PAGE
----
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Matthew Henry's Commentary – Verses 1–6
Verses 1–6

Here we have an account of Paul’s manner of preaching, and his comfortable reflection upon his entrance in among the Thessalonians. As he had the testimony of his own conscience witnessing to his integrity, so he could appeal to the Thessalonians how faithful he, and Silas, and Timotheus, his helpers in the work of the Lord, had discharged their office: You yourselves, brethren, know our entrance in unto you. Note, It is a great comfort to a minister to have his own conscience and the consciences of others witnessing for him that he set out well, with good designs and from good principles; and that his preaching was not in vain, or, as some read it, was not fain. The apostle here comforts himself either in the success of his ministry, that it was not fruitless or in vain (according to our translation), or as others think, reflecting upon the sincerity of his preaching, that it was not vain and empty, or deceitful and treacherous. The subject-matter of the apostle’s preaching was not vain and idle speculations about useless niceties and foolish questions, but sound and solid truth, such as was most likely to profit his hearers. A good example this is, to be imitated by all the ministers of the gospel. Much less was the apostle’s preaching vain or deceitful. He could say to these Thessalonians what he told the Corinthians (2 Cor. 4:2): We have renounced the hidden things of dishonesty, not walking in craftiness, nor handling the word of God deceitfully. He had no sinister or worldly design in his preaching, which he puts them in mind to have been,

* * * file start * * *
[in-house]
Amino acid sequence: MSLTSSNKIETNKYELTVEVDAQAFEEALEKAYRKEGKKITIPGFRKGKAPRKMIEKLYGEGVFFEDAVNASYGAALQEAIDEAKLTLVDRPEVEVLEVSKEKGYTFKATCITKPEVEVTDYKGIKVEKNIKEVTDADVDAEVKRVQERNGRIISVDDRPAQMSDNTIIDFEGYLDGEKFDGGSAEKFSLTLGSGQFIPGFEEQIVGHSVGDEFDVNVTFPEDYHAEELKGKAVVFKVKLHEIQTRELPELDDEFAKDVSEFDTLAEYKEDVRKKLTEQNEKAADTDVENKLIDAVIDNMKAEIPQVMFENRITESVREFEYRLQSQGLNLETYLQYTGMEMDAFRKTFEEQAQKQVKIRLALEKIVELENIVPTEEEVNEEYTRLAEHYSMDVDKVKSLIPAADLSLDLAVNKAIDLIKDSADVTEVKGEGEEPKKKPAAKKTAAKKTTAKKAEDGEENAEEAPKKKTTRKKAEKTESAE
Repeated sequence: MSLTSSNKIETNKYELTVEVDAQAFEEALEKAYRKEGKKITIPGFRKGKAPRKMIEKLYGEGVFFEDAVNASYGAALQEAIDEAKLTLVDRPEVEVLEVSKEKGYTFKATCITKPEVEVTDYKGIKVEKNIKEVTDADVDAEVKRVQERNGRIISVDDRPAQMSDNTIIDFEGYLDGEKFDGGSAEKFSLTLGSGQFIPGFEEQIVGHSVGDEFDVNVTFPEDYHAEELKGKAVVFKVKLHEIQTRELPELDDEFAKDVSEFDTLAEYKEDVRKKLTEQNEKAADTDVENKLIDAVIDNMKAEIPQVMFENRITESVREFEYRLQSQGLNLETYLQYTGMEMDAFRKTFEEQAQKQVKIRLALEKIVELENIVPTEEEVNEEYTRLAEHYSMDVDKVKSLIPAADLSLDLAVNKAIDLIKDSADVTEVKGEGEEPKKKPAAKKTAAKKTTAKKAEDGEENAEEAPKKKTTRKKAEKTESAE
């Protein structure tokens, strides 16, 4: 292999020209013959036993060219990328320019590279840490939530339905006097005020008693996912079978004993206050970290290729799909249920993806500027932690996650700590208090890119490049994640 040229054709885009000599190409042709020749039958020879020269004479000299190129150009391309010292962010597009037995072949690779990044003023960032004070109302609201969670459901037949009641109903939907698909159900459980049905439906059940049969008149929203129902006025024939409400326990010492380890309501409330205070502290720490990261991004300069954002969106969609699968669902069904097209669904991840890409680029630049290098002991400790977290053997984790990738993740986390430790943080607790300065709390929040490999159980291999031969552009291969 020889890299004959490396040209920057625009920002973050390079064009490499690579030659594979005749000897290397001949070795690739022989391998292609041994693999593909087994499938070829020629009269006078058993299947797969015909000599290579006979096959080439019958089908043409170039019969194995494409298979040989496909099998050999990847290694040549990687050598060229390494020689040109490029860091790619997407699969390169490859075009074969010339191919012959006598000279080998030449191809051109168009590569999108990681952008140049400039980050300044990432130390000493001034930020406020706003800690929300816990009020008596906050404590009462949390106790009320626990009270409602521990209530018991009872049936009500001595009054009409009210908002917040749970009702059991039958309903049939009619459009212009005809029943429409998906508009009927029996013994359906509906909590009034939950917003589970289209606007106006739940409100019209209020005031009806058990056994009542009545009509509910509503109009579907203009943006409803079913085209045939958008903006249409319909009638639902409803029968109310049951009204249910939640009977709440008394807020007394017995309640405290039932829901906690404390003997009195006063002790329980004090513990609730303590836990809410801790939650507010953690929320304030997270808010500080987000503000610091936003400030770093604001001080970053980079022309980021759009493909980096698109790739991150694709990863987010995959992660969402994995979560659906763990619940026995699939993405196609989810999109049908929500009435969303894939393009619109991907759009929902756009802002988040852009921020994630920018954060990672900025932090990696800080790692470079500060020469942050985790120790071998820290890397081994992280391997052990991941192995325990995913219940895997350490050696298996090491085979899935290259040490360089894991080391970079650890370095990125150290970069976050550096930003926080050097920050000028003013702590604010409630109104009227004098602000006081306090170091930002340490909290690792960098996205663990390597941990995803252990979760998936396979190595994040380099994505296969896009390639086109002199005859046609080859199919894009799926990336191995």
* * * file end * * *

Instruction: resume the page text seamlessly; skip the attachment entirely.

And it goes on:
I. With courage and resolution: We were bold in our God to speak unto you the gospel of God, 1 Thess. 2:2. The apostle was inspired with a holy boldness, nor was he discouraged at the afflictions he met with, or the opposition that was made against him. He had met with ill usage at Philippi, as these Thessalonians well knew. There it was that he and Silas were shamefully treated, being put in the stocks; yet no sooner were they set at liberty than they went to Thessalonica, and preached the gospel with as much boldness as ever. Note, Suffering in a good cause should rather sharpen than blunt the edge of holy resolution. The gospel of Christ, at its first setting out in the world, met with much opposition; and those who preached it preached it with contention, with great agony, which denoted either the apostles’ striving in their preaching or their striving against the opposition they met with. This was Paul’s comfort; he was neither daunted in his work, nor driven from it.